With our updated list of minor introns, we next wanted to characterize the expression of MIGs across tissues. To this end, we interrogated RNAseq data from eleven different adult WT mouse tissues and eight different tissues from healthy human adults [12, 13]. By setting the expression threshold at 1 TPM, we found that the fewest MIGs were expressed in the mouse liver (434 out of 666; 65%), whereas the most MIGs were expressed in the testis (585 out of 666; 88%) (Fig. 2a). Furthermore, there were 396 MIGs (59%) expressed in all of the eleven mouse tissues (Fig. 2a). Next, we wanted to determine whether tissues with a high number of expressed MIGs, such as the cerebrum and testis, also expressed these MIGs at a high level. Indeed, we found that not only many MIGs were expressed in the testis and cerebrum, but they were also expressed at relatively high levels (Fig. 2b; Additional file 11: Table S3). Moreover, we found that MIGs were expressed at high levels in the mouse spleen and thymus (Fig. 2b). In contrast, heart and liver, the two tissues that had the least number of MIGs expressed, also had low levels of MIG expression (Fig. 2b; Additional file 11: Table S3). Thus, it is not only the number of expressed MIGs, but also the level at which these MIGs are expressed that differs between tissues. Importantly, this finding is conserved in humans, where we analyzed MIG expression in eight different tissues (Fig. 2c). Like in mouse, we found that MIGs were expressed at the lowest levels in the human heart and liver, and at the highest levels in the cerebral cortex and testis (Fig. 2d; Additional file 11: Table S3).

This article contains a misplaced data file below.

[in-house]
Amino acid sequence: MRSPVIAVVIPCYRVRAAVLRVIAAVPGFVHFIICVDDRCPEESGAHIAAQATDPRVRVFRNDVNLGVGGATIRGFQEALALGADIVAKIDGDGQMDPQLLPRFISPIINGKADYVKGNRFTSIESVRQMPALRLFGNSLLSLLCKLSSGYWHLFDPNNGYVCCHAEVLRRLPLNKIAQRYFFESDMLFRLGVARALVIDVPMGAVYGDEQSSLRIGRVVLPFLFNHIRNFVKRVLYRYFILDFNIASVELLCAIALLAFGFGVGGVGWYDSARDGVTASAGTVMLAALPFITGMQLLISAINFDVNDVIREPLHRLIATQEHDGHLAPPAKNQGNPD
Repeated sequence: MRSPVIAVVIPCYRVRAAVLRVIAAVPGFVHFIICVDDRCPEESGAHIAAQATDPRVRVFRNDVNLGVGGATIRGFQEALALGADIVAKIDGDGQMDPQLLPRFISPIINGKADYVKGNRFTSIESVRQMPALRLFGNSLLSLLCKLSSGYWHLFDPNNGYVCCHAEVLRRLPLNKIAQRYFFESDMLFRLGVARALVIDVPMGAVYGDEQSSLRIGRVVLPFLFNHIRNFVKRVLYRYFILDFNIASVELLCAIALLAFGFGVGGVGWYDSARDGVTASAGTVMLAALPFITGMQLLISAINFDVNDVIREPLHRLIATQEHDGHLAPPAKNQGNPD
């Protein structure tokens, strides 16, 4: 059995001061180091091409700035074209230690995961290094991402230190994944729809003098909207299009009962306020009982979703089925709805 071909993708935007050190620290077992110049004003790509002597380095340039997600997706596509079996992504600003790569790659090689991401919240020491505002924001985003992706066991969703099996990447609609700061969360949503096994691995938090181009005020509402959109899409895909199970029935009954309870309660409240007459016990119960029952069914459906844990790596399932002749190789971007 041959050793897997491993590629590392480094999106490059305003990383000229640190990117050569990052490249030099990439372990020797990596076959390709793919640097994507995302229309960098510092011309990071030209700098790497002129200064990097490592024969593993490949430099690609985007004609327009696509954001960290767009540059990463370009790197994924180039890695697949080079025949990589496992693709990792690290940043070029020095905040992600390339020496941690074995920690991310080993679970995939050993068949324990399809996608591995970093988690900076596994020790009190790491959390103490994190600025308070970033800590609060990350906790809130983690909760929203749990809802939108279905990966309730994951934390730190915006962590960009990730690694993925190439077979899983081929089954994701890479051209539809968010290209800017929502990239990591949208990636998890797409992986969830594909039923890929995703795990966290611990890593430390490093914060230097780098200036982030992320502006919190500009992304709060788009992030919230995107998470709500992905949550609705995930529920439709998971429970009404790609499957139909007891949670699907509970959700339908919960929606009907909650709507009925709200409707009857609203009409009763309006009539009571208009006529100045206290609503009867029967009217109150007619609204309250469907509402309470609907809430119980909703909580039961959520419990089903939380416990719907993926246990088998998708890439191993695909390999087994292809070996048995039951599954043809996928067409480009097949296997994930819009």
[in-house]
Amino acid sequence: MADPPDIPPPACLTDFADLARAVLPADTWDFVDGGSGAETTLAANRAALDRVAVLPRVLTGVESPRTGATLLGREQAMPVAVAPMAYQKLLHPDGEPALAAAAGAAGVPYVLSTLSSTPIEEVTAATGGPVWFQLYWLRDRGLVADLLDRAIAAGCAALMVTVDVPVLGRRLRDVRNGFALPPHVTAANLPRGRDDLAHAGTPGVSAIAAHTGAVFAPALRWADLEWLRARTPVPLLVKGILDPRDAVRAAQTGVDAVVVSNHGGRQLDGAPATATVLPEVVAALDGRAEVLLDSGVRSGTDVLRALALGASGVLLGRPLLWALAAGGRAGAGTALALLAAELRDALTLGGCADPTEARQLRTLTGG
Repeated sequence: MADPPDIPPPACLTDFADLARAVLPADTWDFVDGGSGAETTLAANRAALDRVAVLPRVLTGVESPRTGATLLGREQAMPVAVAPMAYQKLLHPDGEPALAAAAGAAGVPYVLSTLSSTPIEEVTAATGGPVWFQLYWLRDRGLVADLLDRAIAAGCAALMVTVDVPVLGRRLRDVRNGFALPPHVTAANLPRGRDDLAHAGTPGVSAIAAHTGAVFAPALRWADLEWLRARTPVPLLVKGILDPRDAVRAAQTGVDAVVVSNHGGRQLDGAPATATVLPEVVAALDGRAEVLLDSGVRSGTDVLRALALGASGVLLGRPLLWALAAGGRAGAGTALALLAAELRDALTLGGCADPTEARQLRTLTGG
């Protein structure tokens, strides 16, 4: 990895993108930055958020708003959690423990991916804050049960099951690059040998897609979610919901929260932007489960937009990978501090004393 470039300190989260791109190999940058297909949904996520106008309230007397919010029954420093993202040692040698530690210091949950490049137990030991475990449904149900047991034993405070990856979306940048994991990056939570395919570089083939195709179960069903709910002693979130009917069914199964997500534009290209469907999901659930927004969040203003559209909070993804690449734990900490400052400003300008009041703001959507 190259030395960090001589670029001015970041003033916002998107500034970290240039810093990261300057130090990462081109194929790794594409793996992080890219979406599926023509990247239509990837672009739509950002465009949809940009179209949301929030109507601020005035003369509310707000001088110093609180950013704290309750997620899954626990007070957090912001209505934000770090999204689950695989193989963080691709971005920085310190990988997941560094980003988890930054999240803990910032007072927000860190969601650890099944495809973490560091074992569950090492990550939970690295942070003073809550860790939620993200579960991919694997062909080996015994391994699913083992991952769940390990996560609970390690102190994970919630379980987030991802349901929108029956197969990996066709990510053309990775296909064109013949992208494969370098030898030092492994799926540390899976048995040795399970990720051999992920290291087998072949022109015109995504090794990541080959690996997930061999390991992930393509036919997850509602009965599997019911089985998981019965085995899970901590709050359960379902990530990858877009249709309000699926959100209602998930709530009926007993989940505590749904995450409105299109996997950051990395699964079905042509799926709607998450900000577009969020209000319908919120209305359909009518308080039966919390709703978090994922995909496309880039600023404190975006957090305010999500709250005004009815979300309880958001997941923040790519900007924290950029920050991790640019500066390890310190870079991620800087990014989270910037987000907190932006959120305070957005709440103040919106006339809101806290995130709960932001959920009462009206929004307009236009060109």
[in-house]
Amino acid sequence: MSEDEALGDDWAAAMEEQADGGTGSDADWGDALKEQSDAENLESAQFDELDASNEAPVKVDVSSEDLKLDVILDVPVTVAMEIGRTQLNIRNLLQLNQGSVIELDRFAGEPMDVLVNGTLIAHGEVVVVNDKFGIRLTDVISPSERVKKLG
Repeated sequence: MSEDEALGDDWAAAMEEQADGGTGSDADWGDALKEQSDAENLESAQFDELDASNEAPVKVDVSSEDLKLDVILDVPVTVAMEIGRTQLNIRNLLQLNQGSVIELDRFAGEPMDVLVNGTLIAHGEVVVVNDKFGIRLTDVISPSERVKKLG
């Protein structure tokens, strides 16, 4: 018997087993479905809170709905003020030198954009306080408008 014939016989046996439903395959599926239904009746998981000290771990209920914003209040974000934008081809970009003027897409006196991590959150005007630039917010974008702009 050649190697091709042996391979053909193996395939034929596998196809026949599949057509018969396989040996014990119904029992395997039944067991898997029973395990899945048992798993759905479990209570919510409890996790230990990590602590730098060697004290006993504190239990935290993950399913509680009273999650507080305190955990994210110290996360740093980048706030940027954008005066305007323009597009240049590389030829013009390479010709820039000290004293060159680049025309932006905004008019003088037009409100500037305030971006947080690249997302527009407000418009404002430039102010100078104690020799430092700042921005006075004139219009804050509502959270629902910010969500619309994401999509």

Fig. 2
figure 2

Expression of minor intron-containing genes is dynamic across mouse and human tissues. a Venn diagram showing the overlap of MIGs expressed > 1 TPM in eleven mouse tissues. b Boxplots representing the 10th–90th percentile of MIG expression in TPM across mouse tissues. c Venn diagram showing the overlap of MIGs expressed > 1 TPM in eight human tissues. d Boxplots representing the 10th–90th percentile of MIG expression in TPM across human tissues. e Stacked bargraph showing the number of MIGs expressed (> 1 TPM) in each tissue in mouse (blue), human (red), or both (grey). TPM = transcripts per million

Next, we wanted to determine whether the specific MIGs that were expressed in each tissue were the same in mouse and human. For this, we used the 586 MIGs that were conserved across both genomes to interrogate MIG expression across eight tissues. Overall, we found that if a MIG was expressed in a mouse tissue, it was also expressed in that same tissue in human (Fig. 2e). Only few MIGs showed differences in expression between mouse and human tissues. For example, we found 18 MIGs that were expressed in the mouse lung, but not in the human lung. Similarly, there were 22 MIGs expressed in the human lung, but not in mouse. Regardless, the majority (512) of MIGs were expressed in both the mouse and human lung (Fig. 2e). We observed a similar trend in most other tissues, except in the liver, where there was a relatively high number of MIGs (79) exclusively expressed in humans (Fig. 2e). In all, we found that MIG expression is mostly conserved between mouse and human and shows dynamic changes across tissues.

Tissue-enriched MIGs participate in specific biological functions